Spend 17 minutes with 11 instruments found in the percussion section of an orchestra. This thoughtful percussion instruments video from London’s Philharmonia Orchestra is chock-full of short, fascinating demonstrations.
Conductor, pianist, and percussionist David Corkhill introduces the vibraphone, xylophone, marimba, glockenspiel, bass drum, tam-tam (the European name for gong), snare drum, cymbals, triangle, crotales (small tuned bells), and tambourine. From Philharmonia.co.uk:
Follow this with Jazz Fundamentals from Jazz at Lincoln Center, Rests: Sometimes Music is Silence from Classical MPR, and how playing an instrument benefits your brain from TED-Ed.
The percussion section first carved out its place in the orchestra as a result of the vogue for Turkish marching music in Mozart´s time, bringing bass drums, snare drums, triangles and cymbals into play. But it is since the start of the 20th century that the variety of other percussion instruments has really taken off. Untuned instruments such as gongs from east Asia or tuned instruments like the marimbas of Africa have been adopted and adapted for use in the modern orchestra. Today composers take a truly global approach to using percussion instruments. This process is further encouraged by the percussionists themselves, many of whom are enthusiastic adopters of new instruments and pride themselves on perfecting their skills with an enormous range of instruments.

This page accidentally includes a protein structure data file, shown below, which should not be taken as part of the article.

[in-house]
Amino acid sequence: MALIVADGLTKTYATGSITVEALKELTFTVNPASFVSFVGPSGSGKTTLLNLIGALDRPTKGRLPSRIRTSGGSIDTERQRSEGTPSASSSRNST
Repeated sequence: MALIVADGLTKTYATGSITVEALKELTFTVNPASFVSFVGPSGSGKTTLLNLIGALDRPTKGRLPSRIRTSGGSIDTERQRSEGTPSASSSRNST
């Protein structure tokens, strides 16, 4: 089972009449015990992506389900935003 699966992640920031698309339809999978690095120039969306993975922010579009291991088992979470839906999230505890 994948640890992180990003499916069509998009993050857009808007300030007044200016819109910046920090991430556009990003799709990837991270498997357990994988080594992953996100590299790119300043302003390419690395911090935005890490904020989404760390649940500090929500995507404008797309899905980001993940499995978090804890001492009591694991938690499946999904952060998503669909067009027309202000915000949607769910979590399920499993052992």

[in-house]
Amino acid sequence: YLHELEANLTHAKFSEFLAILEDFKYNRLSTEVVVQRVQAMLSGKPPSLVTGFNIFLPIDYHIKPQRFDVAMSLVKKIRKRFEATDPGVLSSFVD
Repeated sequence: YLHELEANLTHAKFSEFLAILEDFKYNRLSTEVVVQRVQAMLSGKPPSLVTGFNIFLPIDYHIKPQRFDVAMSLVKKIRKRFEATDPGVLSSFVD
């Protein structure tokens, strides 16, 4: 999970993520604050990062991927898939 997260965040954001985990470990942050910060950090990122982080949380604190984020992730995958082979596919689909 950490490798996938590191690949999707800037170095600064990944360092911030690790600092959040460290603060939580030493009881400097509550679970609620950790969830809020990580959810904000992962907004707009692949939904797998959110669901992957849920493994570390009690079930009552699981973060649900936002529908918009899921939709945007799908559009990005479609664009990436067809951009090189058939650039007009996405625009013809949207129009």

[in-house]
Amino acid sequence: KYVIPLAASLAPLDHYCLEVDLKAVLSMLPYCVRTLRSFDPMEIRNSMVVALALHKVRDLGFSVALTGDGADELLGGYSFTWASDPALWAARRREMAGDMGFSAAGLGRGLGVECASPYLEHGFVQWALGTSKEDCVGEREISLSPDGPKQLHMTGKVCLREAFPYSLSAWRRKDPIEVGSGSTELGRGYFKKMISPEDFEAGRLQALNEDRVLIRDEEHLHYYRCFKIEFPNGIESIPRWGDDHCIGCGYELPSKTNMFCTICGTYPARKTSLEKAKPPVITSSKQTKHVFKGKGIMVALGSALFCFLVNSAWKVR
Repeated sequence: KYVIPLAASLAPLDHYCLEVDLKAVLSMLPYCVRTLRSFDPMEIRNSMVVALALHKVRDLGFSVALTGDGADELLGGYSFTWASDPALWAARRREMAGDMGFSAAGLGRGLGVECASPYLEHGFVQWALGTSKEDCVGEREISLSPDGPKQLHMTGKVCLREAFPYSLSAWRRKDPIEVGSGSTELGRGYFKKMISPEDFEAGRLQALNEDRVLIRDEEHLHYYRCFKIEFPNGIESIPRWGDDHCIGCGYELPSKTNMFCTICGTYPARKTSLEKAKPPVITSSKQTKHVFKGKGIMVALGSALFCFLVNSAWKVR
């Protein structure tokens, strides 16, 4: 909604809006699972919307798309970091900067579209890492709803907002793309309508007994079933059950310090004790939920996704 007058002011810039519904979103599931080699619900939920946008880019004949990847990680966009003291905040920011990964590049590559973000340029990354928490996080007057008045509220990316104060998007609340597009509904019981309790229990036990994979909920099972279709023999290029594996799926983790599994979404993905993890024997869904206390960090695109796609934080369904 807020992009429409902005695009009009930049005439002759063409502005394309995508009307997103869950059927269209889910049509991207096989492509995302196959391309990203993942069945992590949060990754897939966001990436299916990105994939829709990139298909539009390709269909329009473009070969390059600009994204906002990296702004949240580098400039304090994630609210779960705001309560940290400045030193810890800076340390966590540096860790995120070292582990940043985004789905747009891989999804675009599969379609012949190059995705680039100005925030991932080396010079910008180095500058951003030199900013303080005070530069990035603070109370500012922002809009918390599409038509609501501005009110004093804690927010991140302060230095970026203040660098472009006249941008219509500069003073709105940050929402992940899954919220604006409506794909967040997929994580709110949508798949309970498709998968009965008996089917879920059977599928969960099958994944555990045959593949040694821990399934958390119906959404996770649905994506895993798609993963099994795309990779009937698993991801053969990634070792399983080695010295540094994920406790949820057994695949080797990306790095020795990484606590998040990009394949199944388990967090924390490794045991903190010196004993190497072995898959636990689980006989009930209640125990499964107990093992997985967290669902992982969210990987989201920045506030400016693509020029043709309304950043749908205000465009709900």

Plus: How cymbals are made, a cymbal at 1,000 frames per second, Tito Puente performs A Maria Cervantes on the vibraphone (1945), Beethoven’s Ninth on a Toolbox Glockenspiel, how to make a homemade metal and pvc pipe xylophone, more drum videos, and more marimba performances.
Bonus: Ice Drumming on Lake Baikal.